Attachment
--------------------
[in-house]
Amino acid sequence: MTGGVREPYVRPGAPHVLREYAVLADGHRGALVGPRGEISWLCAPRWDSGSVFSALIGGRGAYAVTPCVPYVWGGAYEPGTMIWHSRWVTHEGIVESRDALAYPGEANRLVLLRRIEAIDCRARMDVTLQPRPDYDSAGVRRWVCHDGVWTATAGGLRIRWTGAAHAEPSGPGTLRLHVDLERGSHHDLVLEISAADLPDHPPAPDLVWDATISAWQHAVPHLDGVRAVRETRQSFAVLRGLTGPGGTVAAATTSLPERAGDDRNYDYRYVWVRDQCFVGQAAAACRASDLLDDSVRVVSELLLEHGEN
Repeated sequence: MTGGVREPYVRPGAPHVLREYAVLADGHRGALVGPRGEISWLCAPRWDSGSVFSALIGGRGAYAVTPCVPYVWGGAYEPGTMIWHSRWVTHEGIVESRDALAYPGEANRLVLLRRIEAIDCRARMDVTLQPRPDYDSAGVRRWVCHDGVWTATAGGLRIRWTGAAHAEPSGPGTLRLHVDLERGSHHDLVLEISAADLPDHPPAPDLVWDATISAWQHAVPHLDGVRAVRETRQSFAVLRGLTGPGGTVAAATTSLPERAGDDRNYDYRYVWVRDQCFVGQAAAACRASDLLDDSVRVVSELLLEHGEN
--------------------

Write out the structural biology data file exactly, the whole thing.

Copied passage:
[in-house]
Amino acid sequence: MTGGVREPYVRPGAPHVLREYAVLADGHRGALVGPRGEISWLCAPRWDSGSVFSALIGGRGAYAVTPCVPYVWGGAYEPGTMIWHSRWVTHEGIVESRDALAYPGEANRLVLLRRIEAIDCRARMDVTLQPRPDYDSAGVRRWVCHDGVWTATAGGLRIRWTGAAHAEPSGPGTLRLHVDLERGSHHDLVLEISAADLPDHPPAPDLVWDATISAWQHAVPHLDGVRAVRETRQSFAVLRGLTGPGGTVAAATTSLPERAGDDRNYDYRYVWVRDQCFVGQAAAACRASDLLDDSVRVVSELLLEHGEN
Repeated sequence: MTGGVREPYVRPGAPHVLREYAVLADGHRGALVGPRGEISWLCAPRWDSGSVFSALIGGRGAYAVTPCVPYVWGGAYEPGTMIWHSRWVTHEGIVESRDALAYPGEANRLVLLRRIEAIDCRARMDVTLQPRPDYDSAGVRRWVCHDGVWTATAGGLRIRWTGAAHAEPSGPGTLRLHVDLERGSHHDLVLEISAADLPDHPPAPDLVWDATISAWQHAVPHLDGVRAVRETRQSFAVLRGLTGPGGTVAAATTSLPERAGDDRNYDYRYVWVRDQCFVGQAAAACRASDLLDDSVRVVSELLLEHGEN